- Baby-led Weaning. This is messy, but it’s also so much fun and made mealtimes much easier when we were weaning. Theo still turned into a fussy toddler eater (although he will usually at least try something before he spits it out), so sadly it didn’t result in a super “I’ll eat anything!” child (at least, not so far), but highly recommend this approach for anyone who wants to have their hands free at mealtimes. (If you want to read more about our weaning process, you can do here and here)
What the hell is wrong with my baby!?
I did a lot of late night googling when Theo was little, and these sites came up time and time again. I don’t like looking at forums like Mumsnet for answers, so these were a bit more official and, I found, more useful.
- Babycentre. There is a page on this site for pretty much everything that you could potentially be asking about regarding your baby. So, so useful.
- NHS rash guide. I looked at this page far too many times to be healthy, but what can I say: baby acne, chicken pox, “viral rash”, eczema…. Theo had a lot of rashes as a baby!
- Febrile seizure advice. Theo had two of these quite close together when he was around one, and the chances are high he’ll have more before his body is fully able to moderate its own temperature when he’s 3 or 4. If your child has a fever, top tip: cool them down immediately! These are really, really, really not fun.
Where are the other parents like me?
I’m always looking for new, fun parenting bloggers, and these are a few of my favourites. Again, I’ll probably add to this list as I start doing the night feeds again and desperately seeking out new material to read. I’m sure this list was much longer even six months ago, but these are the ones that have stayed with me.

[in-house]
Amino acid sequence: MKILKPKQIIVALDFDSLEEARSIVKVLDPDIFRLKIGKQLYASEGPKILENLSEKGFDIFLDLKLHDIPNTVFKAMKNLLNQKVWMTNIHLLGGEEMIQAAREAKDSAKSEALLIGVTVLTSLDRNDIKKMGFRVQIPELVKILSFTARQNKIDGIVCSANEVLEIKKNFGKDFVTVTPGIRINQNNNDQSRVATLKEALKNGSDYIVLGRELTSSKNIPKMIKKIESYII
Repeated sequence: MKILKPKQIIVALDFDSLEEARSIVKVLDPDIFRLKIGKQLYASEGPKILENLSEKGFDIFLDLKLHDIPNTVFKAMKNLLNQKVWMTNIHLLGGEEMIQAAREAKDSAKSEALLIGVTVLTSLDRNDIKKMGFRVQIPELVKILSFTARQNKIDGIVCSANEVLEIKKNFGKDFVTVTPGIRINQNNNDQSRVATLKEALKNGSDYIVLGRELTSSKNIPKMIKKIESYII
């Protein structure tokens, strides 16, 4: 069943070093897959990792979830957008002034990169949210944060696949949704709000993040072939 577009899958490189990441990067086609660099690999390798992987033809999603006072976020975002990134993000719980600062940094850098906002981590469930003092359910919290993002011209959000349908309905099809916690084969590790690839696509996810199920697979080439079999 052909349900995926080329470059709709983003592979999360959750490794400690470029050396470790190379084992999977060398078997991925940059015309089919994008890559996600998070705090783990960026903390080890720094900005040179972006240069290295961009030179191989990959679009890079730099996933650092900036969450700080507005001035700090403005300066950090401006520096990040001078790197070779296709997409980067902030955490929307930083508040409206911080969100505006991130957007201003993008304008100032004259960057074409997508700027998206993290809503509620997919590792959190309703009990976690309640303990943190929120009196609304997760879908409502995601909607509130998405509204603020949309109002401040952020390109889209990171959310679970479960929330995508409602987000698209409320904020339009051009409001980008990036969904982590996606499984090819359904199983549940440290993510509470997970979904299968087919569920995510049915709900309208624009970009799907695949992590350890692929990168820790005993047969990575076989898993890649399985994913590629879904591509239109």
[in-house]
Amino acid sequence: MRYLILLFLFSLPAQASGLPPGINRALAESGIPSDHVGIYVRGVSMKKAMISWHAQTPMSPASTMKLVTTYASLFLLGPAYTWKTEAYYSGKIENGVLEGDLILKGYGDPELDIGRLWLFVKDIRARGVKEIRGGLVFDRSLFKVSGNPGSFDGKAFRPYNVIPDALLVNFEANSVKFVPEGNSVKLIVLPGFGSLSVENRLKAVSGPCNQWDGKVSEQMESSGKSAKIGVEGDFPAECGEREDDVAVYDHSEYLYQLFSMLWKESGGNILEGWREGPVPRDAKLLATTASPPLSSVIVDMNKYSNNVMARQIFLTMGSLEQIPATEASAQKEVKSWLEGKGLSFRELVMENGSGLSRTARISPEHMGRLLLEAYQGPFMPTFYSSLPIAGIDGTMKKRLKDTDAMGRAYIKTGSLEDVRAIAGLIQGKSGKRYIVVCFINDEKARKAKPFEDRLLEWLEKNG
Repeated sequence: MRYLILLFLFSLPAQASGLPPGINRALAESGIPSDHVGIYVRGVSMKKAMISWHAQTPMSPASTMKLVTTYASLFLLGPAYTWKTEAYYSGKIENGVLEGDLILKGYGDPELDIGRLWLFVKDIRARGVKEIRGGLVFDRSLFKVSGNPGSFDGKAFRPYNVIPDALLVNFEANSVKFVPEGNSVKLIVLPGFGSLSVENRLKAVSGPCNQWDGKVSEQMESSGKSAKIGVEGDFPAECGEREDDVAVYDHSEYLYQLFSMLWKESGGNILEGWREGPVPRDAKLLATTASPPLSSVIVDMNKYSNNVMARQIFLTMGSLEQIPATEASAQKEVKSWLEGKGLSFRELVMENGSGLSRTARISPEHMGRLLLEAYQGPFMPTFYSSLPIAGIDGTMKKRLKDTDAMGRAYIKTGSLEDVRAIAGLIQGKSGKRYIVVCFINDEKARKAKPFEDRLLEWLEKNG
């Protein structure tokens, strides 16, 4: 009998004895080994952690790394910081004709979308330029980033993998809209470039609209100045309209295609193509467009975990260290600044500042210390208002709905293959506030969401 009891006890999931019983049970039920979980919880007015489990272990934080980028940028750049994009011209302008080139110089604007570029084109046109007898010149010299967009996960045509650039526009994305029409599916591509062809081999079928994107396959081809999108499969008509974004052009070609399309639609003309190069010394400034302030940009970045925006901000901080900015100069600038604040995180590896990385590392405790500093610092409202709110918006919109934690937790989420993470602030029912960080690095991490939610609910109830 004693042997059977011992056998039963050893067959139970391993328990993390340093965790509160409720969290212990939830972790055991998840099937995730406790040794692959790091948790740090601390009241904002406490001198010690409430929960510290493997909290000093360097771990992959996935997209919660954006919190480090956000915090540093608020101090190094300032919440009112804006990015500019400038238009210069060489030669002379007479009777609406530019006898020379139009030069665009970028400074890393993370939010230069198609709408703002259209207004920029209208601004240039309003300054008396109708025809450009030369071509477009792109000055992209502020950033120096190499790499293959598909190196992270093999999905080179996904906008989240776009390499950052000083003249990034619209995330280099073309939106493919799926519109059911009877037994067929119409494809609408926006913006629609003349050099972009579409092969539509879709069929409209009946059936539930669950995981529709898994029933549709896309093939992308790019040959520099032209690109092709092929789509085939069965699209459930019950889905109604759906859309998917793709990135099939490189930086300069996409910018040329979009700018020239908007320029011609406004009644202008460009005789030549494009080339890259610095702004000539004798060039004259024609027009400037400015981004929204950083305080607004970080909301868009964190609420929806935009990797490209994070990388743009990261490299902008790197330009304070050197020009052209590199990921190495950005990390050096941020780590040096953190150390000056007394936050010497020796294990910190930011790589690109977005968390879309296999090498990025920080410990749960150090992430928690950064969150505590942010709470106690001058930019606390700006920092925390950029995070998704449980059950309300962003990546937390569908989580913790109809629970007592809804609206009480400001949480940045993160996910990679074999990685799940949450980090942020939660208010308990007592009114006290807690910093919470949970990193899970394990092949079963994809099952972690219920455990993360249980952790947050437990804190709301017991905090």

- Husband and wife freelance writers Robyn Wilder and Stuart Heritage‘s blog posts and articles never fail to connect with me. Our sons are around the same age, which helps, but they’re both just so funny and articulate about parenting.
- Hurrah for Gin and The Unmumsy Mum (blog and book!) purely for laughs.
- The Only Girl in the House – because she has FIVE BOYS, so surely I can cope with just one and a tiny girl, right?
Other useful things
- The Wonder Weeks book. Sometimes Theo would develop this horrible, high-pitched squeal. It was hideous, and was always joined by even worse sleep than usual. Sure enough, if I checked the Wonder Weeks book, it would appear he was going through another developmental leap. I’m not 100% sure this was actually helpful in any way, apart from reassuring me that there was a reason behind his behaviour, but it’s interesting to read and full of ideas for fun and engaging games that you can play with your baby at different ages.